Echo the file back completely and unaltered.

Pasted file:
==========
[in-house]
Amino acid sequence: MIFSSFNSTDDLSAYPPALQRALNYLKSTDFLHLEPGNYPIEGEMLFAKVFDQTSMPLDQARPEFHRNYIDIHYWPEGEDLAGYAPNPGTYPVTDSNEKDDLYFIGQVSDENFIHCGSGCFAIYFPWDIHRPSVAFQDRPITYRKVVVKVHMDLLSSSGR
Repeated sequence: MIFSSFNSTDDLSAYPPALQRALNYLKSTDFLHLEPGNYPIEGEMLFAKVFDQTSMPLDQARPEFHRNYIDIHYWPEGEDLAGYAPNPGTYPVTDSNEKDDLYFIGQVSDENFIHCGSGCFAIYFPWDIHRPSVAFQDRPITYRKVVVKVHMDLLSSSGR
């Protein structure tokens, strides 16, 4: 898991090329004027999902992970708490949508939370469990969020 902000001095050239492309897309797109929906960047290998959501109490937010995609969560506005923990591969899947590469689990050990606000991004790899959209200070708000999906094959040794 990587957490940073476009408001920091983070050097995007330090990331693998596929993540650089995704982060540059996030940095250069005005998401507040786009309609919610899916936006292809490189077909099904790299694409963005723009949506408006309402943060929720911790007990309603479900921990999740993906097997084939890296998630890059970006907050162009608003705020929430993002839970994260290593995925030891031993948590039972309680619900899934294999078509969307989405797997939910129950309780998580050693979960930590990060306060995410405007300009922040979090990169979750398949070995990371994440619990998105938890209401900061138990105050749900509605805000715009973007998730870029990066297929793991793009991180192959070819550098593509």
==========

[in-house]
Amino acid sequence: MIFSSFNSTDDLSAYPPALQRALNYLKSTDFLHLEPGNYPIEGEMLFAKVFDQTSMPLDQARPEFHRNYIDIHYWPEGEDLAGYAPNPGTYPVTDSNEKDDLYFIGQVSDENFIHCGSGCFAIYFPWDIHRPSVAFQDRPITYRKVVVKVHMDLLSSSGR
Repeated sequence: MIFSSFNSTDDLSAYPPALQRALNYLKSTDFLHLEPGNYPIEGEMLFAKVFDQTSMPLDQARPEFHRNYIDIHYWPEGEDLAGYAPNPGTYPVTDSNEKDDLYFIGQVSDENFIHCGSGCFAIYFPWDIHRPSVAFQDRPITYRKVVVKVHMDLLSSSGR
């Protein structure tokens, strides 16, 4: 898991090329004027999902992970708490949508939370469990969020 902000001095050239492309897309797109929906960047290998959501109490937010995609969560506005923990591969899947590469689990050990606000991004790899959209200070708000999906094959040794 990587957490940073476009408001920091983070050097995007330090990331693998596929993540650089995704982060540059996030940095250069005005998401507040786009309609919610899916936006292809490189077909099904790299694409963005723009949506408006309402943060929720911790007990309603479900921990999740993906097997084939890296998630890059970006907050162009608003705020929430993002839970994260290593995925030891031993948590039972309680619900899934294999078509969307989405797997939910129950309780998580050693979960930590990060306060995410405007300009922040979090990169979750398949070995990371994440619990998105938890209401900061138990105050749900509605805000715009973007998730870029990066297929793991793009991180192959070819550098593509």